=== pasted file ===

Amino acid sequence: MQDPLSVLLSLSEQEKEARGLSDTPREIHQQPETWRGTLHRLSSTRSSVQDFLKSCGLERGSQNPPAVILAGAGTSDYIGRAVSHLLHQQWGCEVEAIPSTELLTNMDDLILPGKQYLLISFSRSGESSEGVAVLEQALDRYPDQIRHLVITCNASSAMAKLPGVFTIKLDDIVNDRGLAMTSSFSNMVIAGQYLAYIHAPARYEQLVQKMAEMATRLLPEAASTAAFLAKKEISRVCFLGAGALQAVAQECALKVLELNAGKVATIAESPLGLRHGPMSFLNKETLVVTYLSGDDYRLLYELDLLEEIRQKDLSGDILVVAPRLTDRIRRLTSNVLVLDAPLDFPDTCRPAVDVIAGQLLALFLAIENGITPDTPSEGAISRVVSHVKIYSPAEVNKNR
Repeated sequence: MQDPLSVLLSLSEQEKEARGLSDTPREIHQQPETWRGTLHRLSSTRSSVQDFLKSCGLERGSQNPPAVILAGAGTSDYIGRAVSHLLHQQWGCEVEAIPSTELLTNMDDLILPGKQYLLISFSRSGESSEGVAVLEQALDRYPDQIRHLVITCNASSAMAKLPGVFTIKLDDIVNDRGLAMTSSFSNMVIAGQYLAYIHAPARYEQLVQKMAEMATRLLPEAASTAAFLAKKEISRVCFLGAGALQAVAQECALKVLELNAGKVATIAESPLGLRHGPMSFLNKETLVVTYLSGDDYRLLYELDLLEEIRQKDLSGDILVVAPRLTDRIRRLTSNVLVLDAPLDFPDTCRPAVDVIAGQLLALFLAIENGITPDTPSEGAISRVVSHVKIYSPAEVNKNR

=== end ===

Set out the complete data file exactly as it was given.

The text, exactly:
Amino acid sequence: MQDPLSVLLSLSEQEKEARGLSDTPREIHQQPETWRGTLHRLSSTRSSVQDFLKSCGLERGSQNPPAVILAGAGTSDYIGRAVSHLLHQQWGCEVEAIPSTELLTNMDDLILPGKQYLLISFSRSGESSEGVAVLEQALDRYPDQIRHLVITCNASSAMAKLPGVFTIKLDDIVNDRGLAMTSSFSNMVIAGQYLAYIHAPARYEQLVQKMAEMATRLLPEAASTAAFLAKKEISRVCFLGAGALQAVAQECALKVLELNAGKVATIAESPLGLRHGPMSFLNKETLVVTYLSGDDYRLLYELDLLEEIRQKDLSGDILVVAPRLTDRIRRLTSNVLVLDAPLDFPDTCRPAVDVIAGQLLALFLAIENGITPDTPSEGAISRVVSHVKIYSPAEVNKNR
Repeated sequence: MQDPLSVLLSLSEQEKEARGLSDTPREIHQQPETWRGTLHRLSSTRSSVQDFLKSCGLERGSQNPPAVILAGAGTSDYIGRAVSHLLHQQWGCEVEAIPSTELLTNMDDLILPGKQYLLISFSRSGESSEGVAVLEQALDRYPDQIRHLVITCNASSAMAKLPGVFTIKLDDIVNDRGLAMTSSFSNMVIAGQYLAYIHAPARYEQLVQKMAEMATRLLPEAASTAAFLAKKEISRVCFLGAGALQAVAQECALKVLELNAGKVATIAESPLGLRHGPMSFLNKETLVVTYLSGDDYRLLYELDLLEEIRQKDLSGDILVVAPRLTDRIRRLTSNVLVLDAPLDFPDTCRPAVDVIAGQLLALFLAIENGITPDTPSEGAISRVVSHVKIYSPAEVNKNR